Red Heat: a Russian and American cop are forced together to capture a nasty drug dealer that’s killed their colleagues on both sides of the globe. With the opening sequence starting in a nearly-nude Soviet sauna/spa and culminating in a naked snow-fight you’d be forgiven for thinking you’d accidentally bought a gay porno; and when you’re finally settling back in to the movie… BOOM… another homoerotic shower scene with Arnie. The rest of the film is pinned on the culture clash of a stereotyped disciplined and ‘barbaric’ Soviet paired with a schlubby ‘wimpy’ American – aren’t culture clashes funny? LOL! We get everything from misunderstood slang (“You’re shitting me?” / “I’m not shitting on you”) through to plain old “I give up: this whole thing is very Russian!” <rolls eyes>. It sounds hammy, and some of it is, but it’s entertaining and carries the film: distracting you from the generic plot. It’s one of Arnie’s more challenging roles at that point, and he just about pulls it off as an Austrian speaking English with a Russian accent (MIND BLOWN!), which has led to the film becoming a cult movie in Russian speaking territories. It’s light on action, but when guns are blazing it’s satisfactory and brainless stuff like firing a six-shooter 18 times without reloading, and a Chicago bus carnage finale. Tonally, the film straddles a gulf between the wacky and light-hearted cop-pairing, and an ultra-evil bad guy / drugs / violence / nudity angle. Released in the mid-1980s – before the end of the Cold War – I suspect it had more going for it; however, looking back, it’s pretty unremarkable. Red Heat is a buddy-cop movie that ticks the boxes, but isn’t quite funny or action-packed to stand out.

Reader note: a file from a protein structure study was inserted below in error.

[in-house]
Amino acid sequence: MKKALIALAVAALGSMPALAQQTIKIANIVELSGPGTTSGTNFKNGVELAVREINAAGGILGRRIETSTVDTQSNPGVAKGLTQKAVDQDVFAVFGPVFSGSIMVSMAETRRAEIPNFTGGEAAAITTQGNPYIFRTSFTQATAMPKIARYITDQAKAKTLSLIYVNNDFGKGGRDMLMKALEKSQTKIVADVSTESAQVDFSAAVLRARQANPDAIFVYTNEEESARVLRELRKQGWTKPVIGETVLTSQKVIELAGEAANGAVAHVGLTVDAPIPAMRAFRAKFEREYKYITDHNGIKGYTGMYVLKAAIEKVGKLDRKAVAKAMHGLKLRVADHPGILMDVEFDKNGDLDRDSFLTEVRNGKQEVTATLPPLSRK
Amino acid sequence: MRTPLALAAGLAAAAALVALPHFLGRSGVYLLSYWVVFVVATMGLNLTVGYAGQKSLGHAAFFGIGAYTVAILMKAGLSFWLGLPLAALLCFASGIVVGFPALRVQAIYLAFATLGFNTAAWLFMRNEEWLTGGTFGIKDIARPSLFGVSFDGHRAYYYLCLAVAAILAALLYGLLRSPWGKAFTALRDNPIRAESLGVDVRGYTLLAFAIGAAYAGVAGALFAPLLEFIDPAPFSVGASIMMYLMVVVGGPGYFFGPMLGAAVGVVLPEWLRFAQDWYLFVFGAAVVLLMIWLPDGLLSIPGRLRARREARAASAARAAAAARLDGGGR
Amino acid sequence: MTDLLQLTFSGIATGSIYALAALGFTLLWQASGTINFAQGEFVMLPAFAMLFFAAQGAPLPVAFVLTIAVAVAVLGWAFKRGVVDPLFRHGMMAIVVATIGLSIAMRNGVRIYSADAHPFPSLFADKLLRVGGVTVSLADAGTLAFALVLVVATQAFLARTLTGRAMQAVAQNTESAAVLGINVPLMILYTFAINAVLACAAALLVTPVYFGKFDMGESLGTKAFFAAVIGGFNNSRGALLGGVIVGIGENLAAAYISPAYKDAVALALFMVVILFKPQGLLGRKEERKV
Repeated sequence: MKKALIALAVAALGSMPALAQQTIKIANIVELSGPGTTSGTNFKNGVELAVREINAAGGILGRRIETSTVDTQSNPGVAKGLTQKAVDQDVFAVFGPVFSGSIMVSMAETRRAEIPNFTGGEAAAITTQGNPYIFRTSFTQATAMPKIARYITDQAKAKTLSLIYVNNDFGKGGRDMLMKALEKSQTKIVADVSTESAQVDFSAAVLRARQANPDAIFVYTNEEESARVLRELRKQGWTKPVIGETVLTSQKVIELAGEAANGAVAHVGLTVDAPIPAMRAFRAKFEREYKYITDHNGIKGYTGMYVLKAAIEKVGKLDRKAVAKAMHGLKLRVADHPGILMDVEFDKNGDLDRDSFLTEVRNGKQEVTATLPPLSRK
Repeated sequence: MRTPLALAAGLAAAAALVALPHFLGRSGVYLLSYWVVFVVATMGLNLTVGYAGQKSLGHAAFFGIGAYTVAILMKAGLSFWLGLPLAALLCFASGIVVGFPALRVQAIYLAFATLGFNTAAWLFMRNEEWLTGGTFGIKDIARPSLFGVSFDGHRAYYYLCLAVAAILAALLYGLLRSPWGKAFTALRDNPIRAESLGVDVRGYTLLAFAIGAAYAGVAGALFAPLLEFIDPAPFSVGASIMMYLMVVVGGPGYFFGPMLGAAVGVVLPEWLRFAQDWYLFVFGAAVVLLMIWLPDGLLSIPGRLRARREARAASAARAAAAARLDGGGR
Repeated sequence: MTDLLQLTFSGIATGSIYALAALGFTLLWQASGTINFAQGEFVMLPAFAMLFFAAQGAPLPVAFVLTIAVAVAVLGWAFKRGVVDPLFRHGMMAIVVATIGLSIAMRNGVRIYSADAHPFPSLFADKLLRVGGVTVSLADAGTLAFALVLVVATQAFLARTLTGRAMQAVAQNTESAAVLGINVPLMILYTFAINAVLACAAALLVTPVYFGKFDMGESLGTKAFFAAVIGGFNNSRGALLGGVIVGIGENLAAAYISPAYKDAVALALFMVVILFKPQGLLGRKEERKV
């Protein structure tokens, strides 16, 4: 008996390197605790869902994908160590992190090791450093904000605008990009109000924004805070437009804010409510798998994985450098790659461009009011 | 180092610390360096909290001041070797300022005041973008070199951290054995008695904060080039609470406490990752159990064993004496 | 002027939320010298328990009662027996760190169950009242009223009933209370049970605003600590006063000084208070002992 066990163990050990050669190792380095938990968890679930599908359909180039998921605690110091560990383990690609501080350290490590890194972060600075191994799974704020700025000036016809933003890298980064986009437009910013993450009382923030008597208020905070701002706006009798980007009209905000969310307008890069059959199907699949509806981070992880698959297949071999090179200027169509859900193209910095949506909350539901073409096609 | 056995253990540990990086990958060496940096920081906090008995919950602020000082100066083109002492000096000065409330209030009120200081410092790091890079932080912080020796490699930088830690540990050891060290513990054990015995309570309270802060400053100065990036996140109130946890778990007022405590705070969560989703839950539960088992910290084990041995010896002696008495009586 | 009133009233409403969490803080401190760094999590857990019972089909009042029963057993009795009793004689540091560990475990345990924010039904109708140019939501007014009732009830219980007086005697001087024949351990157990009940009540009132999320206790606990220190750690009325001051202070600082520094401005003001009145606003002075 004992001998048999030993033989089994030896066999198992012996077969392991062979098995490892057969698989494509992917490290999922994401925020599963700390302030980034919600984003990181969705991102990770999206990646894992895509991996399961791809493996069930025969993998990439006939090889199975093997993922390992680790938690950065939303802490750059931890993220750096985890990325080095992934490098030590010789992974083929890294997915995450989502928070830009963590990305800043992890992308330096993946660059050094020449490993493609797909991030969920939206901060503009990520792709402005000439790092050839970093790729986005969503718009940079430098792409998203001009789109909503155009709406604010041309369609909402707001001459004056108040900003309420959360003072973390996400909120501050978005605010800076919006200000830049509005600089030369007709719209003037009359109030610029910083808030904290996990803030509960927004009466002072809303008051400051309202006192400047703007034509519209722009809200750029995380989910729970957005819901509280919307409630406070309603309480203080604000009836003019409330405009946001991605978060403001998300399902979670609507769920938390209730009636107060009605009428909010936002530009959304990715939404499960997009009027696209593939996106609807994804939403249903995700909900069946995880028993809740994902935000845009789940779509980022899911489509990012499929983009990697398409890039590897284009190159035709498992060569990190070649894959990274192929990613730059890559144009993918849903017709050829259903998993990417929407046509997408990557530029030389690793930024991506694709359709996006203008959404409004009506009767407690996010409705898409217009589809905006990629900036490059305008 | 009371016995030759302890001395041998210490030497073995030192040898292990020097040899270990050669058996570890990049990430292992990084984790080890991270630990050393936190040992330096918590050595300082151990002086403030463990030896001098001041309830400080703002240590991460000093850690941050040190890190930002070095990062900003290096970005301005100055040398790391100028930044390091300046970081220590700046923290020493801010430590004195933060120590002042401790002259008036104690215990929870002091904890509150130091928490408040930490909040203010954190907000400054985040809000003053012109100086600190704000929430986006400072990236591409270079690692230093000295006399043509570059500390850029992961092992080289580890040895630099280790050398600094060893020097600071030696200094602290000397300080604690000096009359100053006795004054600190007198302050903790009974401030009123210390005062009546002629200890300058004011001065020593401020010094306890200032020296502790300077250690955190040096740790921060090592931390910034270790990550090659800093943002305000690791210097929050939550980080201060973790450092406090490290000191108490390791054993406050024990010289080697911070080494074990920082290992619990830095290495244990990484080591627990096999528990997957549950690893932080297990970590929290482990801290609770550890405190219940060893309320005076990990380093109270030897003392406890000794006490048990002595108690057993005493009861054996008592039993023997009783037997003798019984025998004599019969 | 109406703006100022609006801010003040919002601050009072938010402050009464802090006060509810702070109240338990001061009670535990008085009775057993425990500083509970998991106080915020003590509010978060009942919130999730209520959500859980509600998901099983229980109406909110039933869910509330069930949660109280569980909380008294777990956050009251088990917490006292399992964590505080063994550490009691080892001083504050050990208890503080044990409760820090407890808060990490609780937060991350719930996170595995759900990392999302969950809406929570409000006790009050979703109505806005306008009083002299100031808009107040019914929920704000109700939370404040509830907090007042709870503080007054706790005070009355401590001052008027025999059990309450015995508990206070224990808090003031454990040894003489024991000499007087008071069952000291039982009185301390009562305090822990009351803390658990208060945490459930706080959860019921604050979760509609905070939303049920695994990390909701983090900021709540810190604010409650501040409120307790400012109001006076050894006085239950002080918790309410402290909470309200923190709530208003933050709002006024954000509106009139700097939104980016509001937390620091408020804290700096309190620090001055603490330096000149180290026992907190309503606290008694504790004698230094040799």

“Moscow’s toughest detective. Chicago’s craziest cop. There’s only one thing more dangerous than making them mad: making them partners.”